Texas A&M deploys remote, human-in-the-loop "safety net" for self-driving shuttles
Image courtesy: Designated Driver

Texas A&M deploys remote, human-in-the-loop safety net for self-driving shuttles

Texas A&M University is putting a human behind the wheel of its autonomous shuttle fleet with a partnership with Designated Driver, a teleoperation technology company and provides remote human guidance to autonomous vehicles. The first use case: overriding the shuttles’ autonomy at four-way intersections.

“Among our most important observations over the past six months, we found that four-way intersections and stops were the most common scenarios where our safety driver had to intervene. Designated Driver's technology provides both remote driving and remote assistance – ideal for easily and safely guiding a vehicle through an intersection,” says Dr. Srikanth Saripalli, an associate professor in the J. Mike Walker '66 Department of Mechanical Engineering at Texas A&M, who has overseen the shuttle project since its inception in October 2018.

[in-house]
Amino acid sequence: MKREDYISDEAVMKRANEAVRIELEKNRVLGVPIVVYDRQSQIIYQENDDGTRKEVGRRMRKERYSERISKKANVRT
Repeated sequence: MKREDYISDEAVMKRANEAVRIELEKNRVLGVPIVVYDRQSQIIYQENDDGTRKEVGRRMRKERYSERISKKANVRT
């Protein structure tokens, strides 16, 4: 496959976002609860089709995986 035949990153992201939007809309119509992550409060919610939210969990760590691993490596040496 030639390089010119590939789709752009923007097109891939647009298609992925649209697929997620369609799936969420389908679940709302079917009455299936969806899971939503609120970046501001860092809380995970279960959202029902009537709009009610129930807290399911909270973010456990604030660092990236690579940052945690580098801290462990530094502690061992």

Read the full article in the Automated & Connected Knowledge Hub

 

Learn more

 

William Kucinski is content editor at SAE International, Aerospace Products Group in Warrendale, Pa. Previously, he worked as a writer at the NASA Safety Center in Cleveland, Ohio and was responsible for writing the agency’s System Failure Case Studies. His interests include literally anything that has to do with space, past and present military aircraft, and propulsion technology.

Contact him regarding any article or collaboration ideas by e-mail at william.kucinski@sae.org.

Continue reading »
X